This leitmotif was visible in ITU's publications and presentations at the Brussels Conference, where ITU was represented by the Deputy Secretary-General, Roberto Blois, and the Director of the Telecommunication Development Bureau, Hamadoun Touré, along with staff from the Special Unit for LDCs and the EC-DC project. Among these key publications was the Telecommunications and Information and Communication Technologies in the Least Developed Countries (1989-1999). According to this report, 13 of the 49 LDCs have a main line density that is greater than 1, which is as good as, or in some cases better than, the average density in other low-income developing countries. This is quite evident in small countries where there is generally a close relationship between telecommunication development and the level of socio-economic development and a strong inverse correlation among the LDCs between the size of population and teledensity. The average teledensity in LDCs with a population below 4 million inhabitants is four times greater than that of those with a population above 4 million. Understandably, there are compelling reasons for this:
  • It is generally easier to provide a telephone service to a small, clustered and urbanized population than to a large, dispersed rural population. Maintenance and planning is simplified since fewer telephone exchanges are needed and there is less overhead resulting from national long-distance telecommunications.
  • Many of the smaller economies are islands with a significant tourist trade. Tourists make international calls, generating foreign exchange for the network operator that can be used for telecommunication equipment imports. Studies show a relationship between tourism and international telephone traffic.
  • In a disproportionate number of cases, the telecommunication service among the smaller economies is provided by a foreign-owned service provider, which may have greater access to resources, especially investment, than a domestically owned operator.
This revelation is encouraging although some 20 LDCs still have very low teledensity of below 0.5 ML per 100 inhabitants, or 1 telephone for 200 people, which represents a very poor state of telecommunications development in these countries. When the cellular phone subscribers' density is added, the number of countries falling above the 1 per cent teledensity threshold increases to 14. ITU is determined to fight to bring telecommunications to the peoples of LDCs. In recent years, there has been evidence of an upturn in telecommunication development in these countries. Rapid growth has been driven by sector reforms, which have been undertaken to varying degrees in many LDCs, and by the emergence of new technologies, which are more amenable to cost effective and rapid deployment. ITU's immediate aim is to fight the digital divide at a global level; this not only means between the technological rich countries and the "have-nots", but also between the urban and rural areas of LDCs. The objective should be to enable the population of LDCs to enjoy easy access, or rather universal access to telecommunications and its related services. This goes a long way towards the upholding of the relevant provision of the Universal Declaration of Human Rights that calls for the eradication of barriers hindering access to ICTs by all in order that LDCs can leap-frog stages of development.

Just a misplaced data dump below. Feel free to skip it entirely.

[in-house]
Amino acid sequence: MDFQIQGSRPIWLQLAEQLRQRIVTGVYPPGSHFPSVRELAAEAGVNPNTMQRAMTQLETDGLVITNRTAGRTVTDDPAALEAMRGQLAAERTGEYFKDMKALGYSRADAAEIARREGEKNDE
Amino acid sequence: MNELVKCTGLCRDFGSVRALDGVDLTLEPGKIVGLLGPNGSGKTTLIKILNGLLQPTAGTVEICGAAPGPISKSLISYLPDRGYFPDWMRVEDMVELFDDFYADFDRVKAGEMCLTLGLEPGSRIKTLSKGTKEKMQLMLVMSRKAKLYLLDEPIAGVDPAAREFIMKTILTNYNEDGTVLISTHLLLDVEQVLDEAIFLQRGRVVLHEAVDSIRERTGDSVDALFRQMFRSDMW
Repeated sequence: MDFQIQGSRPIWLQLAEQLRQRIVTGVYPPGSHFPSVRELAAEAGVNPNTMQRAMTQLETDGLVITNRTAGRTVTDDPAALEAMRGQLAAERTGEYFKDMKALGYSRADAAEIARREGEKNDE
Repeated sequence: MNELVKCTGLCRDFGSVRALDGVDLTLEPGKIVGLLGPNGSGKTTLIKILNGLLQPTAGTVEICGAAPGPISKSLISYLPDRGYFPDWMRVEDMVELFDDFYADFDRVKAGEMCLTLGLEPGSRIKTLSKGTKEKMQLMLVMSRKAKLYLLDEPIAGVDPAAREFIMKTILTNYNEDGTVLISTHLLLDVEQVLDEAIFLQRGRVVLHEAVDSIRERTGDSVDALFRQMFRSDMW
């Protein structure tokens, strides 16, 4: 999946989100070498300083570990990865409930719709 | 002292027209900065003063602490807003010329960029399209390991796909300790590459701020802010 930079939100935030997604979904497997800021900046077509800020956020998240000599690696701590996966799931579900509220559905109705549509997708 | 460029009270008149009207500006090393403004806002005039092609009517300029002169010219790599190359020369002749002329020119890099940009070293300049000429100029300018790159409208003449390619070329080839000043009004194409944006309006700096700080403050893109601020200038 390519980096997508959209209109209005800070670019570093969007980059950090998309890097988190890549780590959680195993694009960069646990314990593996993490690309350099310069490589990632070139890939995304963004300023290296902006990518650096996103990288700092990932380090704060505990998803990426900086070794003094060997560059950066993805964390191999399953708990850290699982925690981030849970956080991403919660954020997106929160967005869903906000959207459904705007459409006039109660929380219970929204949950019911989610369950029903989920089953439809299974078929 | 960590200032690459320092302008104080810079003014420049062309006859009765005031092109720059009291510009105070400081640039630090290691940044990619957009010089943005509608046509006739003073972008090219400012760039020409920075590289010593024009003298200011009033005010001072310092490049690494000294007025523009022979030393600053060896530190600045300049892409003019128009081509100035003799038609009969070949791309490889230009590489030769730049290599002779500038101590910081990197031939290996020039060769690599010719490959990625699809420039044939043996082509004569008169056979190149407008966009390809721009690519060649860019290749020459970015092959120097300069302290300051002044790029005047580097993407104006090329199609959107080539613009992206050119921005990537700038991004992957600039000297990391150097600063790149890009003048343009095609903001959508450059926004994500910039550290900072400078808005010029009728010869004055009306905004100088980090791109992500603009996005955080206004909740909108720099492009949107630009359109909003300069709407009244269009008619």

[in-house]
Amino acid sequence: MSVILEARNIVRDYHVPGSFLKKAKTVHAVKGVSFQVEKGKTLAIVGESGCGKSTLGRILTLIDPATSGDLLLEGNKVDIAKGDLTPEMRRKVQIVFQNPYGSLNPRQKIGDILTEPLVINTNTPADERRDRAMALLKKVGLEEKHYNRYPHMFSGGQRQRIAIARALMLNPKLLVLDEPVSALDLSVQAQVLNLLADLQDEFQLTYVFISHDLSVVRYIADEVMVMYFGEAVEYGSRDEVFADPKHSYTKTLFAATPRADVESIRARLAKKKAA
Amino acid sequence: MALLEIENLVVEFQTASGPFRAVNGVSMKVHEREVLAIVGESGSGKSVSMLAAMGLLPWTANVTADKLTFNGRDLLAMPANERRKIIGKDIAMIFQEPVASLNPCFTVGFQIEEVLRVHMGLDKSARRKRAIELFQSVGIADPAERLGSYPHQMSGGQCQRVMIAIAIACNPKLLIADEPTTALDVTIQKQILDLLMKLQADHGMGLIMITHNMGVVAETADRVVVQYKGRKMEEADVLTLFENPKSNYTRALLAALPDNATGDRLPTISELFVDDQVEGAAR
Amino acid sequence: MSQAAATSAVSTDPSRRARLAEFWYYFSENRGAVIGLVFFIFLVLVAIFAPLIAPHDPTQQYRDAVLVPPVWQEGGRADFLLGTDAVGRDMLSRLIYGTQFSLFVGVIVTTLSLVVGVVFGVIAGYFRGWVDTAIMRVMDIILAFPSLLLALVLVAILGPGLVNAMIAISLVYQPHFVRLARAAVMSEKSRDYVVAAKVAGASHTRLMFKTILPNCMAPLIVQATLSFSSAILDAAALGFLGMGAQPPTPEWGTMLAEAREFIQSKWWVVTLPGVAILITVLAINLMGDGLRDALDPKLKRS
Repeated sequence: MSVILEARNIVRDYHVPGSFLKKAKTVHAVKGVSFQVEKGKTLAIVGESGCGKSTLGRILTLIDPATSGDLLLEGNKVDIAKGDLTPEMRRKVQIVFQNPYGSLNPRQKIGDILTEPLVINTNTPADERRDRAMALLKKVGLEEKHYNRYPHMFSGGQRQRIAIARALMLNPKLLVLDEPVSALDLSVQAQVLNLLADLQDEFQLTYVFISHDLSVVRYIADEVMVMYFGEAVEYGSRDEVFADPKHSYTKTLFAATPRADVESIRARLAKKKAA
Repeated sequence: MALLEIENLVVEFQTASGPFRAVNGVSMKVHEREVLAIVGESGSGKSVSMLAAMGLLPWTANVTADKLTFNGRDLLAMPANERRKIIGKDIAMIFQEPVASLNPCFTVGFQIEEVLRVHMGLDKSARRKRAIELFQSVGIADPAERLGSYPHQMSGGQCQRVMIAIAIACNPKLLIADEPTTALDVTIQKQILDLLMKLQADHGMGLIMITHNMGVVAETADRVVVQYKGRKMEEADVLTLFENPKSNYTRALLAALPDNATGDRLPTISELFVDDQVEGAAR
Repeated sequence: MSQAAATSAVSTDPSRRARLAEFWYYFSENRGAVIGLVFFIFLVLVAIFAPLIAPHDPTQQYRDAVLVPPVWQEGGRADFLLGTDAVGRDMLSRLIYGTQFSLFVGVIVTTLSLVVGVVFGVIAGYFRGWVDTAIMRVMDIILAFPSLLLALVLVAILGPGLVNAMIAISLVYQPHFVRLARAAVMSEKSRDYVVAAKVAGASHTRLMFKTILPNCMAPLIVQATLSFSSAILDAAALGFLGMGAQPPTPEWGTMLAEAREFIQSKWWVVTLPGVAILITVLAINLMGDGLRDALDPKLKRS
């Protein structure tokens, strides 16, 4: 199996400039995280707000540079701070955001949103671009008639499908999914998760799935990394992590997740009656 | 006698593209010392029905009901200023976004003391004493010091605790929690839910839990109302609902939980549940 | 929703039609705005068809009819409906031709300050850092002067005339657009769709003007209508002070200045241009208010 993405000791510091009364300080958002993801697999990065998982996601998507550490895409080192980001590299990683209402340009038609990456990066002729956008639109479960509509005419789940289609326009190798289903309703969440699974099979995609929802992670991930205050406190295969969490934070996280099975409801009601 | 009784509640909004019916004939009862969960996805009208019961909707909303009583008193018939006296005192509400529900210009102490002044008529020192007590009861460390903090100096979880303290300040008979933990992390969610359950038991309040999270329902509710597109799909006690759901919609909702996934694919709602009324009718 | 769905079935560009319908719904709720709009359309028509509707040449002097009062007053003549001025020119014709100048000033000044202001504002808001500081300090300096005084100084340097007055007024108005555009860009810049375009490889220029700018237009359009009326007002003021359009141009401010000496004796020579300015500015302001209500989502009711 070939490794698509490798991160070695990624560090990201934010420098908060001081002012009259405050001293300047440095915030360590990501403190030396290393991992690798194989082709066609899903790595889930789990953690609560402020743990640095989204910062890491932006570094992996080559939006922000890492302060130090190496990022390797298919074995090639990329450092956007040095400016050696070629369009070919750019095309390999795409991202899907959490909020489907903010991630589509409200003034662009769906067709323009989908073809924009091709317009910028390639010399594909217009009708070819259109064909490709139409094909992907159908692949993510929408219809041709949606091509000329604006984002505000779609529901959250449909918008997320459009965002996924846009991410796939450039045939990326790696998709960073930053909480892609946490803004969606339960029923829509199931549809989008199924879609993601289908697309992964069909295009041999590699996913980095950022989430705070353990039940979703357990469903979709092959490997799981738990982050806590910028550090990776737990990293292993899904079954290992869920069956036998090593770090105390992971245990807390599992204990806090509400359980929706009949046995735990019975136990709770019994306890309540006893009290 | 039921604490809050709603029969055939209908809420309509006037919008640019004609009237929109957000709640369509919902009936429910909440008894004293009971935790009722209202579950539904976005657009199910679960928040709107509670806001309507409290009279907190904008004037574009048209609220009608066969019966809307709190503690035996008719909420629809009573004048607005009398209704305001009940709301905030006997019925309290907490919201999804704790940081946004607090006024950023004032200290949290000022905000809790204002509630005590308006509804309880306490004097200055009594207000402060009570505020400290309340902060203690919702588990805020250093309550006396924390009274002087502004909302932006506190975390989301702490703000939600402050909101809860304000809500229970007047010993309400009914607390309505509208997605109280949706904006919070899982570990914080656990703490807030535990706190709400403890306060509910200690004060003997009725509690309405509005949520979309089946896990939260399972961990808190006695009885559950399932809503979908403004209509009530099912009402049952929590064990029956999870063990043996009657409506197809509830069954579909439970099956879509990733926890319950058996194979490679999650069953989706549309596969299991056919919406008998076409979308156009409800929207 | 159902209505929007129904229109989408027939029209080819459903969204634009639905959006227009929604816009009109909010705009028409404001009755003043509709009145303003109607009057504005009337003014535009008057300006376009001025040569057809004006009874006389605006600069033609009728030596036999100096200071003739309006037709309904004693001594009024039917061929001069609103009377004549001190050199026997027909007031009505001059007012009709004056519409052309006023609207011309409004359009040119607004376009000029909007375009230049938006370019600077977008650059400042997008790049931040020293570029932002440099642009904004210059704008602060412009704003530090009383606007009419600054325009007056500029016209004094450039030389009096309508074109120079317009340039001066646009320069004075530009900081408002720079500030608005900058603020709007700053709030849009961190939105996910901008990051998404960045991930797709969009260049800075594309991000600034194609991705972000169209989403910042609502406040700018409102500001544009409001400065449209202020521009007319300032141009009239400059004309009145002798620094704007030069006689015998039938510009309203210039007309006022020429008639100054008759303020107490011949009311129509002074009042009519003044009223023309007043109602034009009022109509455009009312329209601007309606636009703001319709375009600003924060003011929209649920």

For further information, please contact:

Dr Cosmas Zavazava
Head, Special Unit for Least Developed Countries,
Small Island Developing States and Emergency Telecommunications
Telecommunication Development Bureau
International Telecommunication Union
Tel: +41 22 730 5447
Fax: +41 22 730 5484